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J Am Coll Cardiol. 2011 Oct 25;58(18):1903-9. doi: 10.1016/j.jacc.2011.08.005.

Cardiac tumors and associated arrhythmias in pediatric patients, with observations on surgical therapy for ventricular tachycardia.

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Department of Cardiology, Children's Hospital Boston, Massachusetts 02115, USA.



The aim of this study was to describe a large experience with primary cardiac tumors in pediatric patients, characterize associated arrhythmias, and expand knowledge of natural history and treatment options.


Primary cardiac tumors in children are rare. The incidence of arrhythmias is not well-defined, and management plans vary widely.


We employed a retrospective single-center review of patients ≤21 years of age diagnosed with a primary cardiac tumor between 1968 and 2010. Clinically significant arrhythmias were defined as: 1) sudden cardiac arrest; 2) nonsustained and sustained ventricular tachycardia (VT); 3) pre-excitation; and 4) sustained supraventricular tachycardia of any mechanism.


A total of 173 patients were identified: 106 rhabdomyoma, 25 fibroma, 14 myxoma, 6 vascular, 4 teratoma, 3 lipoma, and 15 other. Median age at diagnosis was 7 months (prenatal to 21 years). Of these, 42 (24%) had clinically significant arrhythmias. Patients with large fibromas were the highest-risk group, with VT occurring in 64%. Among rhabdomyoma patients, 10% had pre-excitation, and 6% had VT. Over a mean follow-up of 6 years (1 day to 34 years, median 4 years), surgical excision was performed in 62 cases, with rhythm treatment being 1 of the indications in 20. Post-operatively, clinically significant arrhythmias were eliminated in 18 of these 20, including all 13 fibroma patients.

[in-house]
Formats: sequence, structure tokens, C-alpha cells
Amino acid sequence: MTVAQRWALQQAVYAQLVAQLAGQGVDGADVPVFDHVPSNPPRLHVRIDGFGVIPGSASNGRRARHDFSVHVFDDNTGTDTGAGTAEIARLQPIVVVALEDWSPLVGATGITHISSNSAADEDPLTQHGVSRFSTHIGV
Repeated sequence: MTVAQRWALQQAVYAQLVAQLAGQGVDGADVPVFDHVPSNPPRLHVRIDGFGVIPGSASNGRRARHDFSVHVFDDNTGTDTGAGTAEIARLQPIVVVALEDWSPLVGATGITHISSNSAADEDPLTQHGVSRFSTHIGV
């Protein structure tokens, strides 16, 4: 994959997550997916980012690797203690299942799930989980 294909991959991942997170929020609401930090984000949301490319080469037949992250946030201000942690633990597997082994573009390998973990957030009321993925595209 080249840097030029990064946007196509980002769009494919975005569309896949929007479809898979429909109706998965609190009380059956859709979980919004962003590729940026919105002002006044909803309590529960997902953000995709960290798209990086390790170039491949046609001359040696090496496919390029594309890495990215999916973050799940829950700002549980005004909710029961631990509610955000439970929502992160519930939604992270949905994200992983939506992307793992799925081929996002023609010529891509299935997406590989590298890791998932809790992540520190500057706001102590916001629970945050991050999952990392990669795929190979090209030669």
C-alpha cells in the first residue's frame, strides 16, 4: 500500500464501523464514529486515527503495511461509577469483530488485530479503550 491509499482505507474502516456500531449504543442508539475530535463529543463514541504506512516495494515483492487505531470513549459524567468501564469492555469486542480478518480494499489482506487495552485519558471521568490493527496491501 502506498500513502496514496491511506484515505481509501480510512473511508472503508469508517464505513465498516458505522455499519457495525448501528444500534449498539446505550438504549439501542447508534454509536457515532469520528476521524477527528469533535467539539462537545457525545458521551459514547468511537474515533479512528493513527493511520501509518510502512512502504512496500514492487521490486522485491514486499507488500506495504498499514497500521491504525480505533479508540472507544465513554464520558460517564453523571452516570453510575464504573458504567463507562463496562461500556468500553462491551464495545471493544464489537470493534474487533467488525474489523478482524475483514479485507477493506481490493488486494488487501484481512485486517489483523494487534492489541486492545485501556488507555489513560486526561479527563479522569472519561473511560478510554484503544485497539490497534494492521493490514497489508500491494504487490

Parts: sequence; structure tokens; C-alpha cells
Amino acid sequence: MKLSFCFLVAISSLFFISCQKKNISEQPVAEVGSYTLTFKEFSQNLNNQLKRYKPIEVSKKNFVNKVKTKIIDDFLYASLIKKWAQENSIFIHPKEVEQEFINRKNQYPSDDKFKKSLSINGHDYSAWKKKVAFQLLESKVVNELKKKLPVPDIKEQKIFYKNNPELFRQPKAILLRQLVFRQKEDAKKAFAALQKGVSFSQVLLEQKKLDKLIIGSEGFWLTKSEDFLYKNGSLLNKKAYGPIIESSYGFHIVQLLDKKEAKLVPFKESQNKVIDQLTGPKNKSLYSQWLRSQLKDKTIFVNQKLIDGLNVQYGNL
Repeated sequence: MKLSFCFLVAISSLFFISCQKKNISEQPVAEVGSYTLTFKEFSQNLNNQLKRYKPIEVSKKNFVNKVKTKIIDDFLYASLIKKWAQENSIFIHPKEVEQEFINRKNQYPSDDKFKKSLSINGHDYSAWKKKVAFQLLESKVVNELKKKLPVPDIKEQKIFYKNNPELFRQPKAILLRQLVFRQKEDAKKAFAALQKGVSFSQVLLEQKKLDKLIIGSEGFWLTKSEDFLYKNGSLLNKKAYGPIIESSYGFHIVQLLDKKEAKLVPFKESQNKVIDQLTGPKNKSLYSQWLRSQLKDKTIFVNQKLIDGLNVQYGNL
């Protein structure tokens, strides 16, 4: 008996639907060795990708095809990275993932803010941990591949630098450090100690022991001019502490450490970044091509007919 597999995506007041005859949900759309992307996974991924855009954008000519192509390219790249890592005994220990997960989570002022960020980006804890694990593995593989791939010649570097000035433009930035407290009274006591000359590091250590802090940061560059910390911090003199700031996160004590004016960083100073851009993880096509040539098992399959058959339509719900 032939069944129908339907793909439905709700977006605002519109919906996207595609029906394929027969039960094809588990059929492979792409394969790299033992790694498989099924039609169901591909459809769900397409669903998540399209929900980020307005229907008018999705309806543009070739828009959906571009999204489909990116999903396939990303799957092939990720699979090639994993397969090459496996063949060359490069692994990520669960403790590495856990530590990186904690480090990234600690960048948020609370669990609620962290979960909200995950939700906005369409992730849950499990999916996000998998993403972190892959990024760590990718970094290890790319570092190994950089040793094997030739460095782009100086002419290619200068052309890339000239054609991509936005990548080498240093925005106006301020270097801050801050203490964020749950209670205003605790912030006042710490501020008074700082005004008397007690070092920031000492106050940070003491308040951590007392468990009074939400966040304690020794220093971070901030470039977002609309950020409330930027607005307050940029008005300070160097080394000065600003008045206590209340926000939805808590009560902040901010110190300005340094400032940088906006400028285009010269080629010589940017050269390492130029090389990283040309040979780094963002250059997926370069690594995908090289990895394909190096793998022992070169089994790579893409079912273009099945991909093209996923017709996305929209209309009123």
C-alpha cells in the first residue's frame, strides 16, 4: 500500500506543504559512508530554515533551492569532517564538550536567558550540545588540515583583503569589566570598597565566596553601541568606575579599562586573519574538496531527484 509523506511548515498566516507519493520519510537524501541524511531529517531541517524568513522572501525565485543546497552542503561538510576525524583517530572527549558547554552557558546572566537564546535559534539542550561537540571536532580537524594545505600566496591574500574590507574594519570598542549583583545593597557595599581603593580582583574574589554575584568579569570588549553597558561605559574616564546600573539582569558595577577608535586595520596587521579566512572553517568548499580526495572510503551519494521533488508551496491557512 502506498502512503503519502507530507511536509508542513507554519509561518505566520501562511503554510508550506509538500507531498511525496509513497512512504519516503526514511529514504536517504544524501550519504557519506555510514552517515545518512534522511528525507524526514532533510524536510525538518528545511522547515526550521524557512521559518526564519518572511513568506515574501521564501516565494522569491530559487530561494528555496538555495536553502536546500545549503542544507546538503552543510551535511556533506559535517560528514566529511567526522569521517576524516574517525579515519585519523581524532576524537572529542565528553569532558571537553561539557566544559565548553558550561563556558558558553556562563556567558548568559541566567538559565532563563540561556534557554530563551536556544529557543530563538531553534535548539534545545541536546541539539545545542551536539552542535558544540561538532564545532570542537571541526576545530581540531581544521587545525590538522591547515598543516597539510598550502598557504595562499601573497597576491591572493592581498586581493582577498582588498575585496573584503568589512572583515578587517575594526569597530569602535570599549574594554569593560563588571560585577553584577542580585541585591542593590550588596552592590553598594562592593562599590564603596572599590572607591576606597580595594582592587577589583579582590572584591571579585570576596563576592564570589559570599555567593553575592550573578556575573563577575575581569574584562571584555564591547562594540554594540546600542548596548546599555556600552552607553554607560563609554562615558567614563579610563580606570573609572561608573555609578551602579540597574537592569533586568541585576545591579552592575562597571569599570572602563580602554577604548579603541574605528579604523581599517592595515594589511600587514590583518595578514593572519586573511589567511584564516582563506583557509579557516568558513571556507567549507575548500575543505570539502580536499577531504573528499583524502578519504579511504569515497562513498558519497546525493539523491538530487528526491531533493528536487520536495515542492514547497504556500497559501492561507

Clinically significant arrhythmias occurred in 24% of pediatric patients with cardiac tumors, VT being the most common type. Surgical excision for VT associated with rhabdomyomas and fibromas in selected patients is an important and effective management strategy in these patients.

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